Some years ago, hanging near my computer in the little cottage where I did most of my writing was a lovely ceramic carving of the Prayer of Jabez, a gift from one of my sons many Christmases ago A small children’s devotional refers to the short, but powerful, prayer found in the Hebrew Scriptures as “the little ancient prayer about living big for God.”
The prayer reads: “And Jabez called on the God of Israel saying, 'Oh, that you would bless me indeed, and enlarge my territory, that your hand would be with me, and that you would keep me from evil that I would not cause pain.' So God granted him what he requested” ( 1Chronicles 4:10).
What still intrigues me most about the prayer is not its success in enlarging Jabez’s territory but, rather, Jabez’s request of God to keep him from evil so HE would not cause pain. For me, his request has been the focus of many times of reflection on my own life and shortcomings.
Soon after receiving the plaque, when I was dropping one of my sons off at school, I witnessed something that made me very sad and reminded me that evil comes to us in little, unsuspected ways, not always in what we do but very often in what we fail to do – most often when we fail to love.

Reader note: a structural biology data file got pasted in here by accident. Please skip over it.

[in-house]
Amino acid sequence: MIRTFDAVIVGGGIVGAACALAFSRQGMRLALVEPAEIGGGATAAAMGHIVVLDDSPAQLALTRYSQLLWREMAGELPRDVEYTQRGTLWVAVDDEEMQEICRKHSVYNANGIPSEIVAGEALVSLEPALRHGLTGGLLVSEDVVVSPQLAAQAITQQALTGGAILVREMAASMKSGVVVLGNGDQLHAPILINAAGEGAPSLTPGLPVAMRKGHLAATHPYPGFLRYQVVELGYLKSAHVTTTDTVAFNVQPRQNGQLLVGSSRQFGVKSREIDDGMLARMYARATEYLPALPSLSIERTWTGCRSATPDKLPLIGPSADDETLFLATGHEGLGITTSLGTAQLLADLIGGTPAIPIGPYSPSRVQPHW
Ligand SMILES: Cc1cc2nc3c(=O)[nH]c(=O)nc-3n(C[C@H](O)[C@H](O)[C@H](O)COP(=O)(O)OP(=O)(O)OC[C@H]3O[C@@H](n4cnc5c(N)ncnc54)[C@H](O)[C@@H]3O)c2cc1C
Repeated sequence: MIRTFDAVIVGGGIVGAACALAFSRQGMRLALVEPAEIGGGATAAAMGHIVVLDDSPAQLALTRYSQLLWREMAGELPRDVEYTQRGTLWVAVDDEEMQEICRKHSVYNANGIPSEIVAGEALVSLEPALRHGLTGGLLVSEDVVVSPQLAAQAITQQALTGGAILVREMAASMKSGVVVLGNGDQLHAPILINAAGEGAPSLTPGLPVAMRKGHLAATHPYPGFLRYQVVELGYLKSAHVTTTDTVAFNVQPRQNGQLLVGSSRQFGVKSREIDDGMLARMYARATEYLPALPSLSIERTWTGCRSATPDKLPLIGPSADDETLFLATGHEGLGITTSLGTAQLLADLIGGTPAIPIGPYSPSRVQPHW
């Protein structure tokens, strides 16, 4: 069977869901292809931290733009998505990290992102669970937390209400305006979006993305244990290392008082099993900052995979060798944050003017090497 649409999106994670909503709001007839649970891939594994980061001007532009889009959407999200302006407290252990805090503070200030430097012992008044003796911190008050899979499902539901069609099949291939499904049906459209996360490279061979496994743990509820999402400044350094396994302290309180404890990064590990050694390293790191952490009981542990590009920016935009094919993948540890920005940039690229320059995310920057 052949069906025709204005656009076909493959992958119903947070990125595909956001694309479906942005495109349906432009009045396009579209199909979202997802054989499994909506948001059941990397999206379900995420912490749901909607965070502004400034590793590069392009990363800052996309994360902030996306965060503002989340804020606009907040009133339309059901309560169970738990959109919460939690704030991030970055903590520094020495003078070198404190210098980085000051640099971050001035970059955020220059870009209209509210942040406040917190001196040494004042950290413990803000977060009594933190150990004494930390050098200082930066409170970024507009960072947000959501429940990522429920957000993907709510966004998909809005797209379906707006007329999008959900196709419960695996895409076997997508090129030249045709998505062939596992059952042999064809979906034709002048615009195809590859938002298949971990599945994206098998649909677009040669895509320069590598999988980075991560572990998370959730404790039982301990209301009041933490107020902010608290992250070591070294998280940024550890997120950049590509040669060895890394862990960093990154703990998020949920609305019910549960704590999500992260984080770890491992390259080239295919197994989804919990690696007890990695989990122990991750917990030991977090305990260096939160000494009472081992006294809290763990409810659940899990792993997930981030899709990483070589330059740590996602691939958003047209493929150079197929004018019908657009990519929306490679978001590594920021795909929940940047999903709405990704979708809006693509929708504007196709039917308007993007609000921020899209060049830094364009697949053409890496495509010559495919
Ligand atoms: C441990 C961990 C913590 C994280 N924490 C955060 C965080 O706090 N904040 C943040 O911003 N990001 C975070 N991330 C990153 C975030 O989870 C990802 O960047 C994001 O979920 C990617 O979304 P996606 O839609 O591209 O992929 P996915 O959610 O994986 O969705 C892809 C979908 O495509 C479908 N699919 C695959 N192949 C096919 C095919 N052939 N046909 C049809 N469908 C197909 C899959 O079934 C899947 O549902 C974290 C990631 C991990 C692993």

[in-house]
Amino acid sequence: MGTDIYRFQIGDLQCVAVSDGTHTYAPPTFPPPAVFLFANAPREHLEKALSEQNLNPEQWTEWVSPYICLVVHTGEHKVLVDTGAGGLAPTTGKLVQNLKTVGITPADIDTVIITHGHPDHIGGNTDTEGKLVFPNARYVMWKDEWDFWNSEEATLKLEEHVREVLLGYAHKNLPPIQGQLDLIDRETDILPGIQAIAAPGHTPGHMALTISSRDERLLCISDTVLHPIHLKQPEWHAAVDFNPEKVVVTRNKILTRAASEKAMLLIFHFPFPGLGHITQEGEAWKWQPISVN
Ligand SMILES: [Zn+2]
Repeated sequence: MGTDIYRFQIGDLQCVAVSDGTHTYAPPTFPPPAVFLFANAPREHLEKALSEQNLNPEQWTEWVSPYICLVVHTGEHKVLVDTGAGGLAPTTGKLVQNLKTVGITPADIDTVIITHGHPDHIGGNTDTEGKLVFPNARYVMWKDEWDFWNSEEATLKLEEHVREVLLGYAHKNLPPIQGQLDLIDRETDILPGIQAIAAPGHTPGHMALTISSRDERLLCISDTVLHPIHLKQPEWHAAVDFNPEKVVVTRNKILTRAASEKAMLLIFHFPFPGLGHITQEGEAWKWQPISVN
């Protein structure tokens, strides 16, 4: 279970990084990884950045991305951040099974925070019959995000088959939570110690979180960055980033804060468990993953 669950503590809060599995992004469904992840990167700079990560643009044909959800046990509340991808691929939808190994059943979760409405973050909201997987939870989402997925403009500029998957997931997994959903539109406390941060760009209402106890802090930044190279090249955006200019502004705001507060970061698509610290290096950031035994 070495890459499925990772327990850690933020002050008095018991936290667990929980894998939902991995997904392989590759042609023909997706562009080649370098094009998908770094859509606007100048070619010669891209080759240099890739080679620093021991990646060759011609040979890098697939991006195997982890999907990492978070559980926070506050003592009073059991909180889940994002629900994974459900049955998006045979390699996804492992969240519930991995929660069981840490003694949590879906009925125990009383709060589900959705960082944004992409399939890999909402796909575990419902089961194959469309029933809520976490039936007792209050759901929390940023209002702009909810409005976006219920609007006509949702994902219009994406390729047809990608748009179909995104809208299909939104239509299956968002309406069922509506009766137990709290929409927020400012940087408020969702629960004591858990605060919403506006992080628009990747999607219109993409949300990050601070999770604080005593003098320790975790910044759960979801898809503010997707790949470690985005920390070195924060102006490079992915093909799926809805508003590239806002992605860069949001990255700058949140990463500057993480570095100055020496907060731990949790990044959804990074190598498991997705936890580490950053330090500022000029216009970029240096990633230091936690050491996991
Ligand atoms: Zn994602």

In the car behind me a mom and her daughter had stopped in front of the school, as well. The youngster, a girl of about 12, leaned over to give her mom a kiss on the cheek, but the mom turned her head away.
The look on the child’s face was heartbreaking and it became obvious, as I watched their exchange for the next few minutes, that the child had done something to anger the mom.
I actually felt my throat tighten and tears form as I watched the daughter get out of the car and walk to the school building with her head hung low. And I wondered if I had ever done the same thing to any of my sons in a moment of anger or disappointment.
I wanted to run to her and give her a hug and tell her that her mom still loved her.
I wanted to explain how fear is usually at the root of anger and, for parents, the world is full of reasons to harbor fears for our children.
I wanted to make it all better, because that’s what moms are supposed to do, and it’s a hard truth for us to swallow when we can’t.
In that brief gesture of a mom turning her head away, a moment that child will most likely remember for the rest of her life, an evil triumphed over love.
But that doesn’t have to be the end of the story.
You see, as a parent, as a friend, as a child, and as a spouse, I have discovered another powerful little prayer that can keep us from evil: “Forgive me.”